Representatives from the College of Law and the Jindal Global Law School of O.P. Jindal Global University in India have signed a memorandum of understanding, creating a partnership between the two law schools. O.P. Jindal Global University’s Vice Chancellor and Dean of Jindal Global Law School Dr. C. Raj Kumar met with Law Dean Lawrence Ponoroff Tuesday, followed by a signing ceremony.
A central feature of the agreement allows students from Jindal Global Law School, located near New Delhi, to earn both their Indian law degree and a J.D. from Arizona Law in two years less than it would take to earn those degrees separately.
The two schools will also work together to develop a similar program for Arizona Law students wishing to study in India, and may design advanced law degree programs. In addition, faculty collaboration on research, scholarship, and special projects is contemplated.
“The practice of law is increasingly global, and India – with its rapid development in business, law, and global affairs -- is a nation at the heart of that transformation,” said Vice Dean Marc Miller. “This innovative joint degree program addresses an unmet need, and is the first step in what we expect to be a mutually beneficial collaboration. We are also looking at additional advanced legal and interdisciplinary training that will benefit both student bodies.”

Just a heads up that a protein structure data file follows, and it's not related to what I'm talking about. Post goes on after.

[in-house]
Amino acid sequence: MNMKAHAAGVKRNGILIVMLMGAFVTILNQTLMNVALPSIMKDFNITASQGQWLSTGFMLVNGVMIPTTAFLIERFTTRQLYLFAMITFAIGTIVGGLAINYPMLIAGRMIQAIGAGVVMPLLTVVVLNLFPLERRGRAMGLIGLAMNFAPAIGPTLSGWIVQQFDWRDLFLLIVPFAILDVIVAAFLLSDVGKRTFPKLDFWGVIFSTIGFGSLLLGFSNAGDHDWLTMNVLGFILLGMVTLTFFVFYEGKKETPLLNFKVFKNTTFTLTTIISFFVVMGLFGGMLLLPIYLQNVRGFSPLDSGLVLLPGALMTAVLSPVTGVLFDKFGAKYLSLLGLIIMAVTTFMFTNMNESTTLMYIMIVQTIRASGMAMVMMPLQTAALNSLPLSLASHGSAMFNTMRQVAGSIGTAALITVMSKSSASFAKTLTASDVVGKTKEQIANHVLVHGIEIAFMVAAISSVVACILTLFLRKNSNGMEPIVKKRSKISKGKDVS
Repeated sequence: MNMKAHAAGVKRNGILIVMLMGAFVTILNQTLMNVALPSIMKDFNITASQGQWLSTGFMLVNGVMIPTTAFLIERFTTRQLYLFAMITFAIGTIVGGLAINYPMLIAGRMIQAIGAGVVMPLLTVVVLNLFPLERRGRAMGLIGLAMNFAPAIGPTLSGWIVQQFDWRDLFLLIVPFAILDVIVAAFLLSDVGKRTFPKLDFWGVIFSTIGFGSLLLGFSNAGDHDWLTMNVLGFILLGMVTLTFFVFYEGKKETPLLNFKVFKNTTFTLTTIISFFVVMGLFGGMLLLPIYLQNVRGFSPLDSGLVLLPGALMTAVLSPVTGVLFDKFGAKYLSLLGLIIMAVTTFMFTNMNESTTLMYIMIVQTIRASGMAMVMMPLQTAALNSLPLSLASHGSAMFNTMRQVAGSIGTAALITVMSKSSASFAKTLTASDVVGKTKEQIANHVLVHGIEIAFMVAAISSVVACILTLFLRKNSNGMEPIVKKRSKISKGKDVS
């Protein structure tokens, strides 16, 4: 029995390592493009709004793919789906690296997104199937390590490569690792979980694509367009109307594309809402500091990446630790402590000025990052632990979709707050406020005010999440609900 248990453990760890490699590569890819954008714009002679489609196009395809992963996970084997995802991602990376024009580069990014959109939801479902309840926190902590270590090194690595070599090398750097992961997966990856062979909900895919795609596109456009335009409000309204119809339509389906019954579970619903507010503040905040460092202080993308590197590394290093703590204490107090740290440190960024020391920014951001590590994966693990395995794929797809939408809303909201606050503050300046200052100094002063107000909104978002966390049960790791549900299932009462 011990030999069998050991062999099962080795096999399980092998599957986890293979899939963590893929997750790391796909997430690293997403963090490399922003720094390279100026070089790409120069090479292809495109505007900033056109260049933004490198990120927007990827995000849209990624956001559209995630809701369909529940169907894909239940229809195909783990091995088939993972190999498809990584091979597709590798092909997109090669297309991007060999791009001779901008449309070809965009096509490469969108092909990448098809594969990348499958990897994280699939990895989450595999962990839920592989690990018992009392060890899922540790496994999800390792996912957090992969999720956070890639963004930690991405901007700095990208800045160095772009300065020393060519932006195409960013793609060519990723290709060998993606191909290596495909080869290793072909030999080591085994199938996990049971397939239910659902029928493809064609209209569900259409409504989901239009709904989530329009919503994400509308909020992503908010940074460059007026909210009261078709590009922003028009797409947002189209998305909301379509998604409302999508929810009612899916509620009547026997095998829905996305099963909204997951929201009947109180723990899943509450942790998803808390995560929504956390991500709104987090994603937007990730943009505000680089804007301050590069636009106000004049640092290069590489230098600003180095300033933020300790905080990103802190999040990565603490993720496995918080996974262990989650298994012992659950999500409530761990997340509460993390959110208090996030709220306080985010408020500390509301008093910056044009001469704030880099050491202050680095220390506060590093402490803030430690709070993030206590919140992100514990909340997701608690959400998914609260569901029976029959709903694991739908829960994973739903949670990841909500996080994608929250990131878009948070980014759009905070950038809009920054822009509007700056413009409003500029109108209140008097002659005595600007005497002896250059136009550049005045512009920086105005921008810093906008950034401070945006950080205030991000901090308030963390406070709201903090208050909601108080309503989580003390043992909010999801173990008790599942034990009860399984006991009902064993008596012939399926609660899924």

Professor C. Raj Kumar agrees. “The agreement marks the recognition of the importance of global legal education and transnational legal practice where students from the U.S. and India have an opportunity to pursue legal studies in both jurisdictions. Jindal Global Law School students will be able to practice in all American jurisdictions while U.S. students have an opportunity to receive a law degree from a common law jurisdiction with a strong emphasis on international and comparative law.”
The agreement supports one of the UA College of Law’s key goals: to expose students to the international nature of law, business, and public policy. The College already maintains significant international connections through its existing LL.M. programs in international trade and indigenous peoples law and policy. The recent establishment of the J.D. with Advanced Standing program is also designed to grow an international student body.
Miller believes these connections are beneficial to U.S. students, noting that “There is inestimable value in the relationships and connections that students establish here. We want them to experience the many ways that law is global, and to develop networks and contacts that can help them practice over the course of their careers.”